Novelist and Filmmaker
Last week, eminent filmmaker and actor Amol Palekar had to suffer the ignominy of having his speech interrupted several times and then cut off by the organisers of an event at the National Gallery of Modern Art (NGMA), Mumbai, for which he had been invited as chief guest.
Palekar, speaking at the inauguration of a retrospective on the paintings of artist Prabhakar Barwe, was making some critical observations about certain recent decisions by the NGMA, when he was admonished by its director Anita Rupavataram and former chairman of the disbanded advisory committee, painter Suhas Bahulkar. When a perturbed Palekar asked them whether he was being censored from putting across his thoughts, he was advised by curator Jesal Thacker to avoid digressing and restrict his remarks only to Barwe’s work.
The observations which attracted the ire of the organisers came in the latter half of Palekar’s speech, when he raised questions about the wisdom of disbanding the NGMA’s advisory committee and leaving all decisions to career bureaucrats, thus paving the way for total governmental control on what could or could not be displayed, and hence institutionalising cultural, ideological and political bias of the ruling dispensation.
The organisers made the argument that the inauguration was not an appropriate occasion to strike a sour note and that the uncharitable comments about the host institution were unbecoming of a chief guest. They also hinted that the issues should have been raised by him at a different forum, meaning in private, so that it could have led to a proper exchange of views. Even if one were to accept some substance in these arguments, the shocking part is how openly the hosts sought to silence a man of Palekar’s stature. In a liberal democracy, is it civilised or courteous to ask a chief guest to shut up when all that Palekar was doing was voicing views about artistic freedom in a reasonable manner? Does it behove officials of an art institution run on public money to insult an exponent of art (incidentally, Palekar himself is a painter, too, apart from being a filmmaker)?
If they were uncomfortable, wouldn’t it have been far better for someone to walk up to him and whisper a discreet word into his ears, instead of interrupting him in public? Even better, couldn’t the NGMA director and curator have let him have his say and then taken the opportunity to provide counter arguments, say, during the vote of thanks?
Instead the brusque insistence that Palekar shouldn’t criticise the decisions of the government — in this case the Union Ministry of Culture that runs the NGMA — indicates either the level of panic among government officials to nip any dissent in the bud, or the regime’s clear instructions to bureaucrats to not let an alternative perspective be aired. Either way, it only heightens the growing apprehension that the current dispensation is hell-bent on muzzling artistic freedom and thereby censoring independence of thought. Instead, it believes in using all instruments and institutions of the state in policing and regimenting art, culture, expression and thought.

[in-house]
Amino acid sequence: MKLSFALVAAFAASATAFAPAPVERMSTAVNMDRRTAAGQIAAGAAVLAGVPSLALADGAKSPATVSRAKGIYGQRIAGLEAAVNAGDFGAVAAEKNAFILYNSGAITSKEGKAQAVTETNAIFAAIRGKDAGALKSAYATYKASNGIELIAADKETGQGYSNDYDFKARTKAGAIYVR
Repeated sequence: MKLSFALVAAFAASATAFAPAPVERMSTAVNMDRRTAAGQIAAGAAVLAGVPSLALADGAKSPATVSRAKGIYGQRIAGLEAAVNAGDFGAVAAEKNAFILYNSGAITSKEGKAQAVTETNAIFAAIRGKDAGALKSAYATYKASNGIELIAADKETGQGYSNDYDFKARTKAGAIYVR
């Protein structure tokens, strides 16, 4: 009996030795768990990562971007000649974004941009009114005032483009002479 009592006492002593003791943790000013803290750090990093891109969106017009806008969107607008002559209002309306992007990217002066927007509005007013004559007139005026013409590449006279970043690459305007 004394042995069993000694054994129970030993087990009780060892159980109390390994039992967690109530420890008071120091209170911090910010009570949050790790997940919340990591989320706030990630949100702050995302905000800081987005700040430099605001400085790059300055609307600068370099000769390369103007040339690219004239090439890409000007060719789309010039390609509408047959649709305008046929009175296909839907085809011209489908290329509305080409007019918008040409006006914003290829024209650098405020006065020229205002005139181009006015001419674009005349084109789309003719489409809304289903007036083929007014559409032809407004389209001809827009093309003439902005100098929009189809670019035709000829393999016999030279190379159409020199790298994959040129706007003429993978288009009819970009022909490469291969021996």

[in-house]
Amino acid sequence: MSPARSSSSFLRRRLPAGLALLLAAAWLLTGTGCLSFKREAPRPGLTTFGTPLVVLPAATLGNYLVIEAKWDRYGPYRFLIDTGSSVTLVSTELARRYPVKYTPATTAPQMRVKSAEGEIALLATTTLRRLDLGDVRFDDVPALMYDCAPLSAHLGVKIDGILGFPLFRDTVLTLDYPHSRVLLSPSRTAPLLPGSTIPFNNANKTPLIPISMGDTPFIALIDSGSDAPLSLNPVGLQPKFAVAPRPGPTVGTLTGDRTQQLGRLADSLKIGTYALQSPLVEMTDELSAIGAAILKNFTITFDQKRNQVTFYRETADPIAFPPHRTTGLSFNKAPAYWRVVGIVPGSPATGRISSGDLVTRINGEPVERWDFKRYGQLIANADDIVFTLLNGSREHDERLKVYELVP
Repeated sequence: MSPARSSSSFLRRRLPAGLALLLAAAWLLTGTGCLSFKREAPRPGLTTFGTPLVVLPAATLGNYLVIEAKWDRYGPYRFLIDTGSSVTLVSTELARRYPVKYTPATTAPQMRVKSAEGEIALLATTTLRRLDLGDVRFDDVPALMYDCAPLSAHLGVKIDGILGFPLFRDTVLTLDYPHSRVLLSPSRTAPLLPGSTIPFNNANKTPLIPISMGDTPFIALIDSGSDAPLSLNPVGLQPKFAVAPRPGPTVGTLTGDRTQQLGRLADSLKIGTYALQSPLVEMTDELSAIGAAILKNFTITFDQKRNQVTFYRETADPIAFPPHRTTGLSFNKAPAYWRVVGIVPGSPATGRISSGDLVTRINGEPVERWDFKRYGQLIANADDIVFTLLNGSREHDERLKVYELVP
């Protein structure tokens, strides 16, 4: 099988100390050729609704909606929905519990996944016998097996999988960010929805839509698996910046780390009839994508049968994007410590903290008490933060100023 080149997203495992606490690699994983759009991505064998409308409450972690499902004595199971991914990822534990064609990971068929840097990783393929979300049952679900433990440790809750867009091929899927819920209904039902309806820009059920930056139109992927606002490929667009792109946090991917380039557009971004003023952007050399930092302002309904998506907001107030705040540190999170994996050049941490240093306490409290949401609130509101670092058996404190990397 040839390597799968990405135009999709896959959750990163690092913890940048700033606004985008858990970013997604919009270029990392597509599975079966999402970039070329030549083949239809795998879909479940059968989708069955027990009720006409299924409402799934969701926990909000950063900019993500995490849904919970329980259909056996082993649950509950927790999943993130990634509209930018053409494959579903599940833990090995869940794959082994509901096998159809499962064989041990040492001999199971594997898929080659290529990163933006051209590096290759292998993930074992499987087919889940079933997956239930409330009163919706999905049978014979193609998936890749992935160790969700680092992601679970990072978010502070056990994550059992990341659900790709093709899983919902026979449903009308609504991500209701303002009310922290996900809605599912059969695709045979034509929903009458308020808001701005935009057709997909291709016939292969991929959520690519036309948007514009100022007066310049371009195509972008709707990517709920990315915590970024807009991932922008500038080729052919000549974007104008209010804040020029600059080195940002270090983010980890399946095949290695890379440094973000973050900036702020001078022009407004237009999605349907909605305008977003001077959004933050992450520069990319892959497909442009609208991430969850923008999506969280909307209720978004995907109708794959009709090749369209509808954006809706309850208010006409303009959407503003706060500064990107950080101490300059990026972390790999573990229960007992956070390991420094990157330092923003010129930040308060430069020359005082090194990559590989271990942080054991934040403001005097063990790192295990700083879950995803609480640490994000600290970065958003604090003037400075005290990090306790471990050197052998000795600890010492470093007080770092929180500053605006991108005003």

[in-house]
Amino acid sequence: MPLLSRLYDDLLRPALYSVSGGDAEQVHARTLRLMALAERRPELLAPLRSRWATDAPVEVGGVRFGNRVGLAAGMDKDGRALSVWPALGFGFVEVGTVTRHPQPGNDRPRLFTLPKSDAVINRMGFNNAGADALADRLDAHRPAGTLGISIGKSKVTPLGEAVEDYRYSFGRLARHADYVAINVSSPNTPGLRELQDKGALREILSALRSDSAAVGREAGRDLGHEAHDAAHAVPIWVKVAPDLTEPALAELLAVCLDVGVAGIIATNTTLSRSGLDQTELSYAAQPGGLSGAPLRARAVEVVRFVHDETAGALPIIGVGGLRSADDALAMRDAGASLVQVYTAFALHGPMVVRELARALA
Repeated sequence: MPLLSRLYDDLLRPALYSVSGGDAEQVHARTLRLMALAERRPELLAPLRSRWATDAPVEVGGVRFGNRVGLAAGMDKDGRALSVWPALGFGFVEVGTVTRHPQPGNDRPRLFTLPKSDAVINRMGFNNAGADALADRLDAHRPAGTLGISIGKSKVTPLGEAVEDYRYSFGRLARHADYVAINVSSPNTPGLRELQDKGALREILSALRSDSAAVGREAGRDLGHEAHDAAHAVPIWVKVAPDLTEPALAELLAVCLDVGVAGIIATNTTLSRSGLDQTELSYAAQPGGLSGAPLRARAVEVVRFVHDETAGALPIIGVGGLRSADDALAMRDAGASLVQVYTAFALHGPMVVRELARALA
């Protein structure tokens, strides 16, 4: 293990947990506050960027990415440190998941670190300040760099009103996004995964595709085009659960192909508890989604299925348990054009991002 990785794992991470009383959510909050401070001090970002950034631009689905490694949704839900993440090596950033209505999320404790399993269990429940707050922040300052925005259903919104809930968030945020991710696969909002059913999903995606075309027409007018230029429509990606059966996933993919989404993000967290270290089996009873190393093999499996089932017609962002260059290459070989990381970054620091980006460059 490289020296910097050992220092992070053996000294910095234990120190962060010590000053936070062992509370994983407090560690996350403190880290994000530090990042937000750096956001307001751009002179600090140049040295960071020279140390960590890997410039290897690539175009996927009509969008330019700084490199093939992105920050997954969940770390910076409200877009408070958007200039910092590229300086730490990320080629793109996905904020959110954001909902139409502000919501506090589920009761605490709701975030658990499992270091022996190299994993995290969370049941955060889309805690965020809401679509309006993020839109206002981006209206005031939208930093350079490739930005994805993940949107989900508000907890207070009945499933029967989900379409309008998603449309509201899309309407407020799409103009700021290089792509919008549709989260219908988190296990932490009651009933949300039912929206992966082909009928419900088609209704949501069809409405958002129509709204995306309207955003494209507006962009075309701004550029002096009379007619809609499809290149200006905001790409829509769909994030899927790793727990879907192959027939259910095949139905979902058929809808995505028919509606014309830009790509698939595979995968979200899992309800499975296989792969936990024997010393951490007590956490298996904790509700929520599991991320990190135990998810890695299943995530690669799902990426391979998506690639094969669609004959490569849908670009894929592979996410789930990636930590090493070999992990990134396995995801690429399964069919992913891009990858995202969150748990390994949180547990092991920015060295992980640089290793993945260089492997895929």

In that sense, NGMA officials moved a step further in conducting themselves like commissars of a regime rather than public servants.
That this comes so soon on the heels of the cancellation of the Marathi Sahitya Parishad’s invitation to writer Nayantara Sehgal in January, after it became known that she would speak about the various assaults on artistic freedom by the Modi regime, is a particularly worrying trend.
In fact, there have been far too many instances of this government’s intolerance towards artists and intellectuals with liberal sensibilities and those who have dared to express dissent. For instance, the vitriol against Naseeruddin Shah and cancellation of his event at Ajmer Literary Festival, where he had been invited in December. Just prior to that, academic Ramachandra Guha’s appointment as director of Ahmedabad University’s Gandhi Winter School was scuttled through motivated threats and pressure tactics on the management by the ABVP, the BJP’s student wing.
What is most unfortunate about all these incidents is that more and more organisations and individuals are succumbing to this calculated assault by the regime, instead of resisting it. Palekar lamented that no one from the audience or any of the artists present stood up for him or asked the organisers to let him continue speaking.
In this bleak atmosphere of silence and compliance, it is heartening to see the brave actions of Principal Hemant Shah and Vice-Principal Mohan Parmar of Ahmedabad’s HK Arts College this week, who resigned in protest when the trustees of the institution, comprising eminent Padma awardees like Balkrishna Doshi, Kumarpal Desai and Jnanpith awardee Raghuveer Chaudhury, cancelled permission for holding the annual event of the college, just because Dalit activist and independent MLA Jignesh Mewani was invited as chief guest. Mewani happens to be an alumnus of the college.
It is a moot question whether their resignations will change anything, but it shows that someone has a spine and not everyone will roll over. Moreover, the fact is that protest always has the potential of having a salutary effect on authorities. The Palekar incident, for example, has led the ministry to clarify that the local advisory committees of the NGMA were not being disbanded and are just in the process of being reconstituted. Would this have happened if Amol Palekar had stayed silent, like so many others?
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